Adam Neumann, the charismatic entrepreneur who led WeWork to become one of the world’s most valuable startups, stepped down as chief executive officer after a plan to take the company public hit a wall.
Members of WeWork’s board had been pressuring Adam Neumann in recent days to resign and take a new role as non-executive chairman. The move is designed to salvage an initial public offering, which had been met with immediate scorn from public investors. A litany of apparent conflicts of interest and Adam Neumann’s propensity to burn through capital were chief concerns.
“While our business has never been stronger, in recent weeks, the scrutiny directed toward me has become a significant distraction,” Adam Neumann said in a statement Tuesday. “I have decided that it is in the best interest of the company to step down as chief executive.”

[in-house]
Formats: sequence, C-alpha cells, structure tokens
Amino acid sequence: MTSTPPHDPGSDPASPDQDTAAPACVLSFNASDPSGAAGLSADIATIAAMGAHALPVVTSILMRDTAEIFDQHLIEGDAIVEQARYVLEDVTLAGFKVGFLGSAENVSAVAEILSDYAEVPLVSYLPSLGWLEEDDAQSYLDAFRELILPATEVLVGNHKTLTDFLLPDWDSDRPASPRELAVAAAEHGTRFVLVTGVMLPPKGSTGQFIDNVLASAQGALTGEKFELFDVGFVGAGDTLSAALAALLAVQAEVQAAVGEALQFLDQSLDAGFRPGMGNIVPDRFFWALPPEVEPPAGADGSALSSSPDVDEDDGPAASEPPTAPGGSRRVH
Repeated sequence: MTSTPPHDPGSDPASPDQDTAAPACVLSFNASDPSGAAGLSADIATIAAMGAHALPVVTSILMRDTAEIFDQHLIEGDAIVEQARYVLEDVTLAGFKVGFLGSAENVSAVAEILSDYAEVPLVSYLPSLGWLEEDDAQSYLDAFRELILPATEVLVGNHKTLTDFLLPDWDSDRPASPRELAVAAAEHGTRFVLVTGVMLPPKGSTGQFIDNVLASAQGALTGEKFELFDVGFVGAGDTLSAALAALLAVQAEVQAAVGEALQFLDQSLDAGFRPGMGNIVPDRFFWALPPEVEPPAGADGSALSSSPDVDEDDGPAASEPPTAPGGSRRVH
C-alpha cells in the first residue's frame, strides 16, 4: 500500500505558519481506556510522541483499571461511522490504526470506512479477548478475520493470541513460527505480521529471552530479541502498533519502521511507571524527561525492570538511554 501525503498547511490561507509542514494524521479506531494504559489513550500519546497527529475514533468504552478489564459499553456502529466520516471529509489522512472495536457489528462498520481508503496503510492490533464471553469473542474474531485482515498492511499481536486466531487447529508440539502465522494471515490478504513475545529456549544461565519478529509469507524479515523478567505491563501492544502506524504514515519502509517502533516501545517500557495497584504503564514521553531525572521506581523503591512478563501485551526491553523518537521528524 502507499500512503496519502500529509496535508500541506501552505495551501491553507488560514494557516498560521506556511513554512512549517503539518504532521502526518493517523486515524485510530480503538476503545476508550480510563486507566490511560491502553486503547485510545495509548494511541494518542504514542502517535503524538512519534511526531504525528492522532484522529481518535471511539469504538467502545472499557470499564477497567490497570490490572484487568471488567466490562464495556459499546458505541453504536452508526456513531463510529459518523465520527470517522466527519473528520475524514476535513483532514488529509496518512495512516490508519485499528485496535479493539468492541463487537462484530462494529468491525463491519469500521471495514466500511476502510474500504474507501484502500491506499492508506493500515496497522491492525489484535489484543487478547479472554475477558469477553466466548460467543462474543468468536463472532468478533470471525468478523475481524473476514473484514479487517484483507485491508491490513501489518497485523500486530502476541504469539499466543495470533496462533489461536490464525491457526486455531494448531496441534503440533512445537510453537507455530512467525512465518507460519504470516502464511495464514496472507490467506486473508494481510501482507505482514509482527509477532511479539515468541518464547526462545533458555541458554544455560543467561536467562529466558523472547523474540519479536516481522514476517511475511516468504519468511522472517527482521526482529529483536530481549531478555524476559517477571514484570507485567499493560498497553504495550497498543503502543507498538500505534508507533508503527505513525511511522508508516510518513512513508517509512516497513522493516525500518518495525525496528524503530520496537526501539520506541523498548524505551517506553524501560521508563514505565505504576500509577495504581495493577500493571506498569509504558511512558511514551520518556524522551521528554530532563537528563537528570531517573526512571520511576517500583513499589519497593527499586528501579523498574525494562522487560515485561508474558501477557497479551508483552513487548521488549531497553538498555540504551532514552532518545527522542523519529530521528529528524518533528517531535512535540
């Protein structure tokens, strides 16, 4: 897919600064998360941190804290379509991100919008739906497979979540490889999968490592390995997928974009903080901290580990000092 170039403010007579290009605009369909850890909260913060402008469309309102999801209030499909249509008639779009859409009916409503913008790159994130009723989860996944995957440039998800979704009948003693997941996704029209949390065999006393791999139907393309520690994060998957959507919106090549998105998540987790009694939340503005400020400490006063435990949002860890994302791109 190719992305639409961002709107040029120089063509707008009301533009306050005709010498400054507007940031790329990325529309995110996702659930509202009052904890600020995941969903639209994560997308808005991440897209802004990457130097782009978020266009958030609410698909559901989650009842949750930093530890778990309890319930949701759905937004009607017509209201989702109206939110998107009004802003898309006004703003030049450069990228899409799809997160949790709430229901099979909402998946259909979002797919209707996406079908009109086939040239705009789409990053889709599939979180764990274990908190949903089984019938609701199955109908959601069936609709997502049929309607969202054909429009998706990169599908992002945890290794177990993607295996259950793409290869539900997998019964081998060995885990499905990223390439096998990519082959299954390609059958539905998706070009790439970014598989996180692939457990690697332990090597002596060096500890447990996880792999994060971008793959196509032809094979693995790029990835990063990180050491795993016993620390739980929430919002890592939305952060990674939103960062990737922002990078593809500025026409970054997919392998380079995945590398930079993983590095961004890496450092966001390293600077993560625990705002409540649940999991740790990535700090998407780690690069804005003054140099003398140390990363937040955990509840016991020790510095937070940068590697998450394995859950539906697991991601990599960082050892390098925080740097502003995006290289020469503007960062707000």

Two senior WeWork executives, Sebastian Gunningham and Artie Minson, were appointed as co-CEOs. WeWork’s parent company, We Co., intends to push ahead with the IPO, but some people briefed on the deliberations said it’s unlikely to take place next month as planned. The new CEOs said in a statement that they will be “evaluating the optimal timing for an IPO.”